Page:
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Pub trade slams Government's Alcohol Strategy proposals

By Gurjit Degun , 05-Dec-2012
Last updated on 05-Dec-2012 at 18:15 GMT2012-12-05T18:15:42Z

Binge drinking: the Government is consulting on ways to reduce this behaviour

Binge drinking: the Government is consulting on ways to reduce this behaviour

The Government’s consultation into its Alcohol Strategy has failed to consider enough deregulation commitments for pubs, according to industry bodies.

Last week, the Home Office proposed a minimum price for alcohol of 45p per unit in England and Wales, with the aim of cracking down on binge drinking.

Other proposals include a ban on multi-buy drinks promotions in the off-trade; a review of mandatory licensing conditions to ensure that they are sufficiently targeting problems such as irresponsible promotions in pubs and clubs; introducing health as a licensing objective for cumulative impact policies; and cutting red tape for responsible businesses.

The Alcohol Strategy consultation also asks for views on increasing the limit for temporary event notices (TENs) from 12 to either 15 or 18 per year; and axing the need to advertise licence variations in local newspapers.

However, the Association of Licensed Multiple Retailers’ (ALMR’s) strategic affairs director Kate Nicholls said that the Government has proposed only “minor tinkering” to pub-trade regulations.

She said: “The removal of the renewal requirement for personal licences is good, as is TENs, but these are all minor tinkering in contrast to the major burdens.

“I can’t see much reduction in the overall burden, and some of the other deregulation proposals we have all pushed for are not there — for example, a common payment date for annual fees.”

Nicholls added: “The Government has just imposed a late-night levy (with up to £4,000 costs) and the threat of early morning restriction orders, as well as additional increases in licensing fees. This is on top of other controls systematically imposed on an annual basis on pubs, clubs and bars over the past seven years. We are as tightly regulated as we can be.”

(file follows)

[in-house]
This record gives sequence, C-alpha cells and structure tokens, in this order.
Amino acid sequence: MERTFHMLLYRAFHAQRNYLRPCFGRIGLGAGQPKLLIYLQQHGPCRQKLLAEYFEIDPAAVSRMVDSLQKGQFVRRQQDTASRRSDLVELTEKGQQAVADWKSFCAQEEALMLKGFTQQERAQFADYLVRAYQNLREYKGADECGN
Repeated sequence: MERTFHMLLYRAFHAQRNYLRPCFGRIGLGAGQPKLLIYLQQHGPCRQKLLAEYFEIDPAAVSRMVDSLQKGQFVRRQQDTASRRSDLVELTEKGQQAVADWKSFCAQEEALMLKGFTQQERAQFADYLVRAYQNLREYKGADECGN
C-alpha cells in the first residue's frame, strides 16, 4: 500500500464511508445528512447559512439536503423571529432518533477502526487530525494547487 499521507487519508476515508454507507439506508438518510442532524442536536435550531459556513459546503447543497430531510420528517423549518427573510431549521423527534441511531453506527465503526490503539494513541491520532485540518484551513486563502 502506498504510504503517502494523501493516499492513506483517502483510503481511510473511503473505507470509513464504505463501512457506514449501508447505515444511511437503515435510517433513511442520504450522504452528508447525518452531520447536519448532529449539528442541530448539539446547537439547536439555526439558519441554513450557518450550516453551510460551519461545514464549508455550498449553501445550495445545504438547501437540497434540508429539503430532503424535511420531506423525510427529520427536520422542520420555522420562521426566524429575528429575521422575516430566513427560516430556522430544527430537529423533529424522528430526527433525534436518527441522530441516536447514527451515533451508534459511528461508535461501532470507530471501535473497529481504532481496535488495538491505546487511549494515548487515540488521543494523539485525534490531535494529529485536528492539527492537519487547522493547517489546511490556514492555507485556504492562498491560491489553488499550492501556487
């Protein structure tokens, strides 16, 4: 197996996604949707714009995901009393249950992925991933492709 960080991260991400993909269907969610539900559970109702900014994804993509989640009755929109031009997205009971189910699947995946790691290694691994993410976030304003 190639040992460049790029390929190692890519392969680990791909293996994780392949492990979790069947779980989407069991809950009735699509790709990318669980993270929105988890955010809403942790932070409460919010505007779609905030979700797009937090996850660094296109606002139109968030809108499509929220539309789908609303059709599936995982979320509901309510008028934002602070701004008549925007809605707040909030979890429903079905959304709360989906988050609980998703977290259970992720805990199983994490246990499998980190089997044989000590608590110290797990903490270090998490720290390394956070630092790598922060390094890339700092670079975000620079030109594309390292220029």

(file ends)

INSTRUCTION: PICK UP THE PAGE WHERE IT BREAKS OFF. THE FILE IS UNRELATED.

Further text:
Nigel Williams, president of the Federation of Licensed Victuallers Associations, believes that not enough has been proposed in the consultation to help licensees.

“I think there’s still a huge amount of onus and responsibility on the individual licensee,” he said. “I would have hoped that would have been softened a bit. It’s the day-to-day responsibilities piled on the individual that make life difficult.”

He pointed to the introduction of the late-night levy and removing the vicinity test for licence applications.

Williams added that the Government also has to make sure any new guidance is clear, and that police officers understand it.

Marston’s chief executive Ralph Findlay added concerns about allowing conditions relating to health to be added to licences. “What that means, who knows,” he said.

The consultation on the alcohol strategy is set to run until 6 February 2013.

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